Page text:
Artist Mark said...
I'm not sure exactly what you are saying ,but the reality is that there are significant SE's in doing different treatments and by adding more and more types. In your "perfect" scenario of all things being equal, of course I'd take the treatment with the lower HR. I don't think I said I wouldn't. But as you stated all things are rarely equal, SE's did come into play in my decision of treatment, guided most by my Dr's recommendation. I am the one that pushed for the chemo as I wanted to give it the most aggressive approach that was available to me. I knew the SE's that I could be facing and was willing to take that chance, especially since surgery and BT were not an option.
I guess the one thing that this thread has done, (and the discussion that has come out of it) is to point out how difficult it is to make those treatment decisions.( especially after just being told that you have grade 5 PC).
I try not to get into the surgery/RT debate just for that reason. Each of us need to do our due diligence and make the decision that is best for them.
It's quite obvious that in reality, none of us know exactly how this PC journey will effect us down the road. For me my battle at this time is trying to keep looking forward and try to live life the best I can with this "NEW" normal. That sounds cliché and it is,but it really is the best I can do at this time.
I guess I am having trouble getting my thoughts across. My bad.
" I don't think I said I wouldn't.". I don't think you did either. I certainly did not mean to imply that you did. Did I? If I did, my apologies! I have just been trying to clarify the point I have been struggling to make.
That point has to do with studies in general, and "statistical significance" specifically. That is all I'm talking about
. And please remember, I don't yet have a dog in this specific study's results, as I have not yet had any form of RT or ADT.
And the point is- let me try again maybe I can do better- studies like this often announce(very common) in what I refer to as the headline: "No difference found" or "no benefit" of X vs Y. But in fact, when one digs into the details of the study, there is in fact a benefit. But there is no statistical significance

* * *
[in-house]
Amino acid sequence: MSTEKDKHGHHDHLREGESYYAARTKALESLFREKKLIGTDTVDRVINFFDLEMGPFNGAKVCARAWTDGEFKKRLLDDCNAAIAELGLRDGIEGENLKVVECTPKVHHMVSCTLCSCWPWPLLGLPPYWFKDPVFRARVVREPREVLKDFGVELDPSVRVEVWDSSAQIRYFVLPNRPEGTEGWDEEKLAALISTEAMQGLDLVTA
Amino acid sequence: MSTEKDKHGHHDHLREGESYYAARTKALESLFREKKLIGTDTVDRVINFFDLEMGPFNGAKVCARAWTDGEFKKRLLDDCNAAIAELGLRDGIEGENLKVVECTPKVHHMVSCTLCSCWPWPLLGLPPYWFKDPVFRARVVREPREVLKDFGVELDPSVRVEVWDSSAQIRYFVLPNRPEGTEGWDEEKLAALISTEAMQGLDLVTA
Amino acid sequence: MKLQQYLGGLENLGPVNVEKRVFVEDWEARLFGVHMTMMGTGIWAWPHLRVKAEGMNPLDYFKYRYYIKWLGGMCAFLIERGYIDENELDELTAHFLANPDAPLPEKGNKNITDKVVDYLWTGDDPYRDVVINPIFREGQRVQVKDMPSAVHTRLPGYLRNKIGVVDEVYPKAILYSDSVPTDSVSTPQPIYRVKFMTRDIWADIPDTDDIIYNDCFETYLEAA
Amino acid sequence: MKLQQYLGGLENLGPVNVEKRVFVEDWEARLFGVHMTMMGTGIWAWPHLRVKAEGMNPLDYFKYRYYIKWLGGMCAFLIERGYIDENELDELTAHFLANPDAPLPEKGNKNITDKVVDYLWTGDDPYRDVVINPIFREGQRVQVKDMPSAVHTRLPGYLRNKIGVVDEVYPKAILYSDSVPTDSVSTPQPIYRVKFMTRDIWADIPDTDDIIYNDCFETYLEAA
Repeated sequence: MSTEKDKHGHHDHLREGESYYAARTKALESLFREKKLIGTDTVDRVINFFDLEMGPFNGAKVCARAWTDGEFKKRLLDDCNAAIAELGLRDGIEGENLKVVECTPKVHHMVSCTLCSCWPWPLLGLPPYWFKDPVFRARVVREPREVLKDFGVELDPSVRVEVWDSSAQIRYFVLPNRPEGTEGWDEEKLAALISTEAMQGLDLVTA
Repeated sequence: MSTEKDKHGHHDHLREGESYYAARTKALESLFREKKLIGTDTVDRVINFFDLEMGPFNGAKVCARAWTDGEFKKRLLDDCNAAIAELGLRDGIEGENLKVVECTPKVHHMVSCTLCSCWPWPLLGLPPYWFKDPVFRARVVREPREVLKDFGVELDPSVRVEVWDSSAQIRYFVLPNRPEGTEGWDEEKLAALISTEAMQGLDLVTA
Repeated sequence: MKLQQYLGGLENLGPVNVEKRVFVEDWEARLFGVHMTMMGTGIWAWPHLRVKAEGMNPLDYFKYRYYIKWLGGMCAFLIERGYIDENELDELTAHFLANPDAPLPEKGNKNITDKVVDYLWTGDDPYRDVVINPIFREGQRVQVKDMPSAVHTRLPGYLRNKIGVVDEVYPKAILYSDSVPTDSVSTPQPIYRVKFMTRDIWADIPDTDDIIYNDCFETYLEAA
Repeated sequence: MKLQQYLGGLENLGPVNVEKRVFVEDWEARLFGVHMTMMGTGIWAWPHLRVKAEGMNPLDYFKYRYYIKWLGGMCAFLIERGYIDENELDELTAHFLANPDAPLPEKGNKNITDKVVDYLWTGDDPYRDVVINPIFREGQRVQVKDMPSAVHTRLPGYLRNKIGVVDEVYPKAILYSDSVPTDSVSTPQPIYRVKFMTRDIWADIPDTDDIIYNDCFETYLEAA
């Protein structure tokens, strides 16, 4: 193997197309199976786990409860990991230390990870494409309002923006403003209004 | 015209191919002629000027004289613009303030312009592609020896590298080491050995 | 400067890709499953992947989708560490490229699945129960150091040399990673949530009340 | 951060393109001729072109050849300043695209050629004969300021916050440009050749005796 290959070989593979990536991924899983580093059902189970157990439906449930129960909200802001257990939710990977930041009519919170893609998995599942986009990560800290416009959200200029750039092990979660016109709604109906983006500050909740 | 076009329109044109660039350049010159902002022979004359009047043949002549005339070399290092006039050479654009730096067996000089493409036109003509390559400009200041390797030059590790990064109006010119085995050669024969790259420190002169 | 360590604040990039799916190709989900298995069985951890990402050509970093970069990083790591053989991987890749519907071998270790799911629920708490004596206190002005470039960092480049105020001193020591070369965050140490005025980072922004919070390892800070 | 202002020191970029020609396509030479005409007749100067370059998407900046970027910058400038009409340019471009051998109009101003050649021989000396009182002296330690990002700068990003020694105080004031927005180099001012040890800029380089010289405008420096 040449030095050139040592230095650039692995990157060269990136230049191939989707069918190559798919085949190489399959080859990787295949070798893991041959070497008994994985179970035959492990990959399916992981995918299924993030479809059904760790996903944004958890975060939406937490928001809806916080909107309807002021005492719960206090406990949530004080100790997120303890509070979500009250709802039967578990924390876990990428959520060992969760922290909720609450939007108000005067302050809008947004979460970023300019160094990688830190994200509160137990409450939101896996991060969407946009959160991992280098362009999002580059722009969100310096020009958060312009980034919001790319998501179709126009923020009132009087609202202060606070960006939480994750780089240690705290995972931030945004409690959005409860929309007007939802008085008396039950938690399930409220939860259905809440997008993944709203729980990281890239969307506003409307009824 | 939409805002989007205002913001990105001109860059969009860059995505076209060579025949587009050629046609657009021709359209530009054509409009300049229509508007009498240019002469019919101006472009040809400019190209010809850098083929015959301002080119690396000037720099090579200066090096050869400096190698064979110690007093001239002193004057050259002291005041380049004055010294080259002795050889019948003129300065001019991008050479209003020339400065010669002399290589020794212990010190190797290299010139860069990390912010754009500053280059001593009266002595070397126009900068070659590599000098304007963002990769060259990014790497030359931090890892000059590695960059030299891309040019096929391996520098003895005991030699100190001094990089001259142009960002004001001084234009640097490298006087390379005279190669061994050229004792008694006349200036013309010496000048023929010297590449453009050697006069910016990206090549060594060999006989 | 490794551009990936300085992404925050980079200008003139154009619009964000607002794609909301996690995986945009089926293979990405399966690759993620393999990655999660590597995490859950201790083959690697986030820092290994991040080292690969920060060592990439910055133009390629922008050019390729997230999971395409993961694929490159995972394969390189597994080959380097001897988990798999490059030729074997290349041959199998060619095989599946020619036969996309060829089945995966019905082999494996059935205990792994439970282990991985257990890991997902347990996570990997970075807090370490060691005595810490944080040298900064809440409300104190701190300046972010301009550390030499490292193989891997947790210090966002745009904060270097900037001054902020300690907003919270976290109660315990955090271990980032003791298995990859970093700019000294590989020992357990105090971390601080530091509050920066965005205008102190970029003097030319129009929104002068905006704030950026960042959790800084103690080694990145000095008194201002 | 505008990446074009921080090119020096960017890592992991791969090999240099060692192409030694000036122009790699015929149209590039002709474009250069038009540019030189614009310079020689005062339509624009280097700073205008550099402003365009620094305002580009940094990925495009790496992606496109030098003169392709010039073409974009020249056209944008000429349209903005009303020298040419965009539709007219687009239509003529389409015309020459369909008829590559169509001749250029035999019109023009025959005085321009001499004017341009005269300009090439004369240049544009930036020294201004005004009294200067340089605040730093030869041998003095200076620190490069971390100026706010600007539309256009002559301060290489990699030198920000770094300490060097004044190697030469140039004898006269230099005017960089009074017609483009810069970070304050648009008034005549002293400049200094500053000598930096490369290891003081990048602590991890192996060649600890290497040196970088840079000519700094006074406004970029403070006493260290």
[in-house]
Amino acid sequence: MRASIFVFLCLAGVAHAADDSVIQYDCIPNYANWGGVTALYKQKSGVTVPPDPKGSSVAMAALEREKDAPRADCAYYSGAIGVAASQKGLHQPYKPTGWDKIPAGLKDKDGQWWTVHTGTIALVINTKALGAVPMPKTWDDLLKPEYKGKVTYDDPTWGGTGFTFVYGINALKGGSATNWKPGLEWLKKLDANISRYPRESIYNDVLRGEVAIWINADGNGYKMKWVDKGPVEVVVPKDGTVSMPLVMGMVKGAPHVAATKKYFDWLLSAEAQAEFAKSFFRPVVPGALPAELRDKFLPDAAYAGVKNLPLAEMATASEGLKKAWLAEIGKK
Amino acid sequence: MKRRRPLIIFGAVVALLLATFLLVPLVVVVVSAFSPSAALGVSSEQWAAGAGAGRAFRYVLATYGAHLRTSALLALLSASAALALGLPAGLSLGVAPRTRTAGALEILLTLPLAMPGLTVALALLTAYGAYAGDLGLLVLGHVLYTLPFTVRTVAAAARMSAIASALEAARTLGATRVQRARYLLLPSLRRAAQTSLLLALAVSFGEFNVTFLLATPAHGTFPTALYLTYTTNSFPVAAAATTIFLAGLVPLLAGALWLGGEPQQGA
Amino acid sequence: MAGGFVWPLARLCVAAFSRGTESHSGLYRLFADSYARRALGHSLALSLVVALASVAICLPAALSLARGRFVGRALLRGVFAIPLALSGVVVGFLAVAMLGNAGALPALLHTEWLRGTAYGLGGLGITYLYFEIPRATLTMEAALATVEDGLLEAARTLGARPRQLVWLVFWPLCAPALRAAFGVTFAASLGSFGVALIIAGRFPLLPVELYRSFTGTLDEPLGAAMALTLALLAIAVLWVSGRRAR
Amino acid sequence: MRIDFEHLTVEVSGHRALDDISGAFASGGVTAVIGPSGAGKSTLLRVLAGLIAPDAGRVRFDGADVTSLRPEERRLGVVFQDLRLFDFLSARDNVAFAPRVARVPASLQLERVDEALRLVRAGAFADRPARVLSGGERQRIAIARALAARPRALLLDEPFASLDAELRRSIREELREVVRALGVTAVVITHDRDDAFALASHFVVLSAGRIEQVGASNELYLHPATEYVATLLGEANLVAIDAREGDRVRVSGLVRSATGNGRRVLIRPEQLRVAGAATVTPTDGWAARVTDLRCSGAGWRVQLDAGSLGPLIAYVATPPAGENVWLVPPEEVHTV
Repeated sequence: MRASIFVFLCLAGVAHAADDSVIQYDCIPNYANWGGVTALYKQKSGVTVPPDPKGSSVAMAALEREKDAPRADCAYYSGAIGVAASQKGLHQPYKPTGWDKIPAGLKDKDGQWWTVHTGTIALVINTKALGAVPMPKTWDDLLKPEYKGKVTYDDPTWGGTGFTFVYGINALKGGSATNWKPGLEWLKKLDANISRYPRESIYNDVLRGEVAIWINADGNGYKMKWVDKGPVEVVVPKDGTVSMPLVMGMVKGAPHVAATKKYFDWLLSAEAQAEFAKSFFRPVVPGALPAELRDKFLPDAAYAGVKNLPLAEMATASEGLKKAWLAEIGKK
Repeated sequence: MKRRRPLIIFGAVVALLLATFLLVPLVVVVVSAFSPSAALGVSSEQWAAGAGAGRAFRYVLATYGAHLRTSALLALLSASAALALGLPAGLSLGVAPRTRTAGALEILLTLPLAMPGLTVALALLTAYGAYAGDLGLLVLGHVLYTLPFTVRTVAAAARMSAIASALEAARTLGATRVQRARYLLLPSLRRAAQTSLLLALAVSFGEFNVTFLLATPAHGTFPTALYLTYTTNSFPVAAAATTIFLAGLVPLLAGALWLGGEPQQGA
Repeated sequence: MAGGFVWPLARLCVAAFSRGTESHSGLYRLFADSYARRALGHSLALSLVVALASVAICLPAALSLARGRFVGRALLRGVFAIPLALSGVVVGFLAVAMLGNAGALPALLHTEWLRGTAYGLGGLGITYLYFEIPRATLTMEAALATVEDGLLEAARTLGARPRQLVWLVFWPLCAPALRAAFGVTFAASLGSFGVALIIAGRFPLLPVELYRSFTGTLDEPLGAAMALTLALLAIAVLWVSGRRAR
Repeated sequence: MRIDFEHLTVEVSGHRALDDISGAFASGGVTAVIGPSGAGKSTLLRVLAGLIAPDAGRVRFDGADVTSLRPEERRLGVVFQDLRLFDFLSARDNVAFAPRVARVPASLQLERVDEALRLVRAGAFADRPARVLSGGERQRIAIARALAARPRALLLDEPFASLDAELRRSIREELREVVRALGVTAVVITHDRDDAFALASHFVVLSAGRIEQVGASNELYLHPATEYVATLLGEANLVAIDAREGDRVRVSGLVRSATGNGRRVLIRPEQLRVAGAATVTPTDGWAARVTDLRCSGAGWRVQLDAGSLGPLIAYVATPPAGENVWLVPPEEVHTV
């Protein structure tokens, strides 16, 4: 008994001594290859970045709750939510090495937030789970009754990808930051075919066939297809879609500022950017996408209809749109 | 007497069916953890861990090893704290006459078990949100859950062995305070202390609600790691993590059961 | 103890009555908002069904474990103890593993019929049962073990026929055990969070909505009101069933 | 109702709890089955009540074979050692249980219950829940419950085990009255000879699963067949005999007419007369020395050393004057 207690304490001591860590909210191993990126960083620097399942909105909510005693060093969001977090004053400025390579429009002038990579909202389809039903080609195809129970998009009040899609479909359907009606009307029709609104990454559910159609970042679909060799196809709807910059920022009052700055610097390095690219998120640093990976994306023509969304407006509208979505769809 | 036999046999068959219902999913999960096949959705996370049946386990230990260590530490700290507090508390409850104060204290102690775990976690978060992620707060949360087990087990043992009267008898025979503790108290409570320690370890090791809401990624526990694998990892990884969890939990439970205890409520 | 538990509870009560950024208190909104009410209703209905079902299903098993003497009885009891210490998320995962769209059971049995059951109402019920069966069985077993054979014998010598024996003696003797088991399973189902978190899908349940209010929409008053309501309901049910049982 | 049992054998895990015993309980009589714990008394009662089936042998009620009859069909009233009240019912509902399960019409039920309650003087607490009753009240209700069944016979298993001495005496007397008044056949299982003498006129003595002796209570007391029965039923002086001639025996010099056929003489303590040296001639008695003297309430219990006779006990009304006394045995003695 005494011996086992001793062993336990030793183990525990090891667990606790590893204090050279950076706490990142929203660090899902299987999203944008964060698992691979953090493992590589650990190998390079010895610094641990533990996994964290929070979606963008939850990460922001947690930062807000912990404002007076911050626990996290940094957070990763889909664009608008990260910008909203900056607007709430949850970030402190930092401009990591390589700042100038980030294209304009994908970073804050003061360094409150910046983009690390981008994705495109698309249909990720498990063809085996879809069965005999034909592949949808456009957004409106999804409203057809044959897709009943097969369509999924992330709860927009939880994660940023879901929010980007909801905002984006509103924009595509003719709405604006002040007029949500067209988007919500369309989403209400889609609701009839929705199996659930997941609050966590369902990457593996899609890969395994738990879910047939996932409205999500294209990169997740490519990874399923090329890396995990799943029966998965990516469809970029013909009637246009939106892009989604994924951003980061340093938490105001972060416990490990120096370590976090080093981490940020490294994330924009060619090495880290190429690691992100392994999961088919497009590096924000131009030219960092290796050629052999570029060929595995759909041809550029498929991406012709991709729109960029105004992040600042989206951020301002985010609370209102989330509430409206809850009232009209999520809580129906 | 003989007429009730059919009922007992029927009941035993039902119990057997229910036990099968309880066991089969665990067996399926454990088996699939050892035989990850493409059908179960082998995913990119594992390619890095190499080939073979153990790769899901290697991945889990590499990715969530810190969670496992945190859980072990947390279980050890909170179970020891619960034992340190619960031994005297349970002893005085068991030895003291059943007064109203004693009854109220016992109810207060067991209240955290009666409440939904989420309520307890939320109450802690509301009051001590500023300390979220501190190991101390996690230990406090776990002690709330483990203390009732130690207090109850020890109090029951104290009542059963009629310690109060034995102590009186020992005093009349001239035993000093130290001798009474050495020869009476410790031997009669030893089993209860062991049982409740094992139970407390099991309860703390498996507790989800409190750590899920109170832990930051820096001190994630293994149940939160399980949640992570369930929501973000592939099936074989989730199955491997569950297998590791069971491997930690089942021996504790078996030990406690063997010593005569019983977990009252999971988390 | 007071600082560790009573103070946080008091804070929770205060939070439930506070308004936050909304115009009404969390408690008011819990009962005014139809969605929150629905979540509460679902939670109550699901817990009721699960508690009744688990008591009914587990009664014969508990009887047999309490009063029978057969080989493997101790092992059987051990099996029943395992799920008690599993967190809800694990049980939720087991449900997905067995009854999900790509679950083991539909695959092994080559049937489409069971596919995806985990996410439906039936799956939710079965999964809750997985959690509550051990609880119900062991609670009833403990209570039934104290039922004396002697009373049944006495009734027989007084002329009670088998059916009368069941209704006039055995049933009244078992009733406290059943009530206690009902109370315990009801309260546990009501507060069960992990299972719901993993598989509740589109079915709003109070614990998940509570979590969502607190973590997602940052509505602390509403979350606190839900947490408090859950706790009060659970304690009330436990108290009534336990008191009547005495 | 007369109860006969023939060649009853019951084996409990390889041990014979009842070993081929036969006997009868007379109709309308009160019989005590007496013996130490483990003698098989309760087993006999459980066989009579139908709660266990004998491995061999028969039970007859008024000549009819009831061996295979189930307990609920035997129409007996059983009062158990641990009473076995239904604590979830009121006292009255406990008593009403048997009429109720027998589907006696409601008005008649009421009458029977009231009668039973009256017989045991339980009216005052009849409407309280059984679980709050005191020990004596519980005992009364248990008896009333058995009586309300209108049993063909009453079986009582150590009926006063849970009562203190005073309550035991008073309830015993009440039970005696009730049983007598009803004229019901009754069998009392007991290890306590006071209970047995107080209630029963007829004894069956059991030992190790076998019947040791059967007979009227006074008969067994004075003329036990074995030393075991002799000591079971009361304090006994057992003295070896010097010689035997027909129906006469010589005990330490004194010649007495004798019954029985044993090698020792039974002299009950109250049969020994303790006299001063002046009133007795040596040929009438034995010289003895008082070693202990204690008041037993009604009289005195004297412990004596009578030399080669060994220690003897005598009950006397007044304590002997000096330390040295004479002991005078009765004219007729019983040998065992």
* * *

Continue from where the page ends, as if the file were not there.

in the benefit that is found. Or, even worse, there is a statistical significance
found in one of the benefits or pros and cons, but it is not found in the PRIMARY outcome they were looking at.
An example would be more than one RCT vitamin D studies that did not show a significant advantage to giving children a very large dose of Vitamin D compared to simply a large dose, when it comes to colds, which was the primary outcome, and thus the headline is "No advantage". But when you dig into BOTH studies, both showed a 50% improvement(which I think also had statistical significance) when it comes to getting the flu, which is a good bit more important to know about
than simple colds. But you are never going to know about
that advantage unless you dig into the details of the study.
Somewhat similar in this study from the OP. The main conclusion is
"CONCLUSIONS: WPRT was not associated with improved PCSS or DMFS in patients with GG 5 PCa who received either EBRT or EBRT+BT.......................we did not find a difference in their survival from prostate cancer or in their survival without metastatic disease". But when you read the details, it turns out there was indeed a difference in all 3 areas looked at for one group, and in 2 outcomes looked at in the other group, with some negative outcomes reduced by HALF. With some of the outcomes showing an HR of .8 to .5. It's just that ONLY one thing they looked at- with an HR also of .5- had the magic statistical significance, with a P value below .05, whereas the others, which also had HRs of .5 or .6. only got a P value of .1. Thus, they are declared to not exist, no benefit.
I find such as that to be very misleading. I think any rational person, including you, me and these researchers, are going to choose the treatment that has the better HR, even if it does not quite sneak into the statistical significance area with a .05, but only scores a .06 or even .1. Because there ARE actual benefits there, and they might be worth having. The only way most of us are gong to choose the treatment with a higher HR is( as you have agreed at least for yourself) if there are some worse SEs to deal with with the treatment that has superior HR. Depending on how severe, we might even still choose the superior HR if the SE difs are not big, regardless of not quite making statistical significance.
But if we were to go by the head lined results of these studies, we would think - just as they herald- "No Benefit". And unless we had some one to warn us(or unless we are the type to dig into the studies) that one group indeed had a PC death rate that was only 1/2 as high as the other group, we might well choose the other group with the higher death rate, even if the SEs were the same, and for sure if they were even slightly less. Why would we choose the one with the superior HR when they said "we did not find a difference in their survival from prostate cancer or in their survival without metastatic disease"? But I think if I had all the info I might still choose the group with the higher survival rate, though I might not if the SE dif was too great.
Post Edited (BillyBob@388) : 4/29/2019 12:56:52 PM (GMT-6)